Purpose It has been suggested that compassion may decrease as students progress through their health care education and into clinical practice. The purpose of this pilot study was to determine whether an immersive curriculum thread of tobacco use disorder (TUD) cessation methodology, including behavioral techniques and communication skills, was associated with any change in dental hygiene and dental students perceived levels of compassion.Methods Dental hygiene (DH) and dental (DS) students (n=300) who had experienced an immersive TUD curriculum from West Virginia University were invited to complete the Sussex-Oxford Compassion Scale-Toward Others (SOC-O) online survey during the academic years 2022-2023. Possible scores on the SOC-O ranged from 20 (no or low compassion) to 100 (high compassion). The SOC-O scores for students who did not have clinical experience and limited TUD content (first- and second-year DH and DS students) were compared with SOC-O scores of students who had clinically applied the immersive tobacco cessation curriculum thread (third and fourth year DH and DS students) using t-tests.Results A total of seventy DH and DS students completed the SOC-O survey for a response rate of 23.3%. The overall mean SOC-O score was 83.0 for participants who lacked clinical experience (DH1, DH2, DS1, DS2) and 85.8 for participants with clinical experience using the TUD content (DH3, DH4, DS3, DS4) (p >0.05). For the SOC-O subscale analysis, both groups were similar in the recognition of suffering, universality of suffering, empathy/compassion for a person suffering, tolerance of uncomfortable feelings, and action/motivation to act to alleviate suffering.Conclusion A high level of perceived compassion among dental hygiene and dental students was associated with an immersive behavioral sciences curriculum thread for the assessment/treatment of TUD. Perceived levels of compassion were maintained for participants with and without clinical experience. Additional focus on compassion philosophy research within educational methodology is needed to maintain and improve compassion outcomes in the health care professions.


Assuntos
Empatia , Faculdades de Odontologia , Humanos , Projetos Piloto , Currículo , Estudantes de Odontologia , Higienistas Dentários/educação
19.
J Surg Educ ; 81(3): 339-343, 2024 Mar.
Artigo em Inglês | MEDLINE | ID: mdl-38302298

RESUMO

OBJECTIVE: To determine whether participation in certain hobbies (e.g., participation in sports, playing musical instruments, or other hobbies requiring fine motor skills), preresidency, are associated with higher technical skills ratings at the time of residency graduation. DESIGN: Faculty members from 14 general surgery residency programs scored individual graduates from 2017 to 2020 on their technical skills using a 5-point Likert scale. Hobbies for these residents were collected from their Electronic Residency Application Service (ERAS) data. A single reviewer classified each ERAS hobby into predefined categories including musical instruments, sports requiring hand-eye coordination, team sports, and activities necessitating hand-eye coordination. Spearman correlation coefficients were calculated for the relationship between each category of hobby-as well as the total number of hobbies in each category-and the outcome of surgical faculty ratings of residents' technical surgical skills during their last year of residency. A proportional odds model including the above predictive variables was also fit to the data. SETTING: Fourteen general surgery residency programs. PARTICIPANTS: General surgery residency graduates from 14 different programs from 2017 to 2020. RESULTS: There were 296 residents across 14 institutions. The average ranking of residents' technical skills was 3.24 (SD 1.1). A total of 40% of residents played sports involving hand-eye coordination, 31% played team sports, 28% participated in nonsport hobbies that require eye-hand coordination, and 20% played musical instruments. Correlation coefficients were not statistically significant for any of the categories. In the proportional odds model, none of the variables were associated with statistically significant increased odds of a higher technical skills rating. CONCLUSIONS: There was no correlation between general surgery chief residents' technical skills as rated by faculty, and self-reported pre-residency hobbies on the ERAS application. These findings suggest such hobbies prior to residency are unlikely to predict future technical skills prowess.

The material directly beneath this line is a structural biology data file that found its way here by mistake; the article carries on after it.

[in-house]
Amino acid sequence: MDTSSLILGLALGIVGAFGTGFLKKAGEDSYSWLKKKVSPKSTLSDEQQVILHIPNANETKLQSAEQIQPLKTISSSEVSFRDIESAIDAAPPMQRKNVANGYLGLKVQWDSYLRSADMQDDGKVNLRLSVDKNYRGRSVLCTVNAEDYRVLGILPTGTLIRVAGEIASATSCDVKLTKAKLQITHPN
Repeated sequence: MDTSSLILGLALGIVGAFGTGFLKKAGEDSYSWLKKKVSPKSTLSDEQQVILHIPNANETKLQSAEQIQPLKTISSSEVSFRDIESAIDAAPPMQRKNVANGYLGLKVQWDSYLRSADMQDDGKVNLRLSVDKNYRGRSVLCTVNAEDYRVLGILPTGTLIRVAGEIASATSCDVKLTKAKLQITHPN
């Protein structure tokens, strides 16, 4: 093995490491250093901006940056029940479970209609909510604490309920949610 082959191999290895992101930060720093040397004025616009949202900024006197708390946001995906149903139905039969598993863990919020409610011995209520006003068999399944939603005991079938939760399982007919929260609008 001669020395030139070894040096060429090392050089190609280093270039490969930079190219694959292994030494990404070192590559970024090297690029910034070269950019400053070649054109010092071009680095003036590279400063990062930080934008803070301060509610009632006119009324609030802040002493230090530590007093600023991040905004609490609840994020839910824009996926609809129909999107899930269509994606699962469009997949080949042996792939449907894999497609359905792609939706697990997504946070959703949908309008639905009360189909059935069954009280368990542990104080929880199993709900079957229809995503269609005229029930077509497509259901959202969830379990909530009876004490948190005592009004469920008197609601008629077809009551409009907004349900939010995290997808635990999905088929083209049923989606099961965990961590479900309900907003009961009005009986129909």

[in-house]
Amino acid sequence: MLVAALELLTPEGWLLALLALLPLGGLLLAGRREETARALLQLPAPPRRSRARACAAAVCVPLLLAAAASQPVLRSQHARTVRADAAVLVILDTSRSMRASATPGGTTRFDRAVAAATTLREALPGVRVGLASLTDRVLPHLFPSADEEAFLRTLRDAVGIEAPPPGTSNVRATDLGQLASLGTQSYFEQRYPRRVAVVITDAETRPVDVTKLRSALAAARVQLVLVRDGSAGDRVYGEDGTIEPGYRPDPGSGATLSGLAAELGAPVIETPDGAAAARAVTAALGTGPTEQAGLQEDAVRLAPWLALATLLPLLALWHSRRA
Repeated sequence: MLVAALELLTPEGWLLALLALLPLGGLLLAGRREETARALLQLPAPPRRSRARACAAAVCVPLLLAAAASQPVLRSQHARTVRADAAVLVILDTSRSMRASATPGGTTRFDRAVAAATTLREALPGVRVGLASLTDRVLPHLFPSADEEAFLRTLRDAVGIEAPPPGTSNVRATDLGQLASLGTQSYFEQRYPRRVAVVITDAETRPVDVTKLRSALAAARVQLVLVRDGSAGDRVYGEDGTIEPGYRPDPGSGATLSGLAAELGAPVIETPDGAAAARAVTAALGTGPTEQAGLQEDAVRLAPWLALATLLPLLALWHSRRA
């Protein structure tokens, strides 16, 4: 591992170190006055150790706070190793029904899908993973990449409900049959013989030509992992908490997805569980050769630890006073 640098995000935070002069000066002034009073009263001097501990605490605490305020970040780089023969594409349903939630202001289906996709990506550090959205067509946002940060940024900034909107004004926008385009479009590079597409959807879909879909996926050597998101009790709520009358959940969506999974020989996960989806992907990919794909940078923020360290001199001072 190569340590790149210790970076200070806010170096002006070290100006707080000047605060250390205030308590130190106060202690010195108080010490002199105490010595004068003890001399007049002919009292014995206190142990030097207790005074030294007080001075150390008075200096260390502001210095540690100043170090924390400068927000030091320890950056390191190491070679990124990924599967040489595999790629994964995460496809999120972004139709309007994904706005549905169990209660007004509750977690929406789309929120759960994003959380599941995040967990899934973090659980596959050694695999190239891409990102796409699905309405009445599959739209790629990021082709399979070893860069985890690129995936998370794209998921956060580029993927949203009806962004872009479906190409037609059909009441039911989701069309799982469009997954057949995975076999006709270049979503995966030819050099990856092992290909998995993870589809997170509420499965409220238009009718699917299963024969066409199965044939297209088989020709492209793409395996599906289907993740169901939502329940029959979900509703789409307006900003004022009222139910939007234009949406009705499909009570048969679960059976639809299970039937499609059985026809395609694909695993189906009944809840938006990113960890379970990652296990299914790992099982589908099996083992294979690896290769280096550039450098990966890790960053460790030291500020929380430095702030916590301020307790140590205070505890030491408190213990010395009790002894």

Assuntos
Cirurgia Geral , Internato e Residência , Humanos , Passatempos , Cirurgia Geral/educação , Competência Clínica
20.
J Palliat Med ; 27(2): 231-235, 2024 Feb.
Artigo em Inglês | MEDLINE | ID: mdl-38301158

RESUMO

Background: Communication and interpersonal skills are essential medical components of oncology patient care. Patients and families rely on physicians for treatment, expertise, guidance, hope, meaning, and compassion throughout a life-threatening illness. A provider's inability to empathize with patients is linked to physician-related fatigue and burnout. Because oncology training programs focus on teaching evidence-based medicine and clinical acumen, little time may be dedicated to professional development and acquisition of interactive skills. Traditional communication courses typically include two components: formal, knowledge-based learning skills, which are gained from didactic lectures, and role-playing, which usually occurs in small groups. We report the implementation of a novel longitudinal communication curriculum for trainees in Oncology. Materials and Methods: At a single-center institution, an innovative communication curriculum titled "REFLECT" (Respect, Empathy, Facilitate Effective Communication, Listen, Elicit Information, Compassion, and Teach Others) was implemented for radiation oncology residents and medical oncology fellows to improve and refine physician/patient interactions. All oncology specialty residents and fellows were eligible to participate in this communication curriculum. The curriculum emphasized a reflective process to guide trainees through challenging scenarios. Results: Since October 2018, this comprehensive course consisted of quarterly (four hour) workshops comprising assigned reading, knowledge assessments, didactic lectures, expert guest lecturers, standardized patient simulations, role-playing, patient/expert panels, coaching, reflective writing, and debriefing/feedback sessions. The curriculum provided longitudinal communication training integrated with the learners' daily physician/patient encounters rather than occasional isolated experiences. Fifteen workshops have been completed. Each focused on navigating challenging situations with patients, loved ones, or colleagues. Conclusions: Future directions of the curriculum will entail improving the communication skills of oncology trainees and gathering communication improvement data to assess the program's success formally.


Assuntos
Internato e Residência , Neoplasias , Humanos , Educação de Pós-Graduação em Medicina , Oncologia/educação , Currículo , Comunicação , Relações Médico-Paciente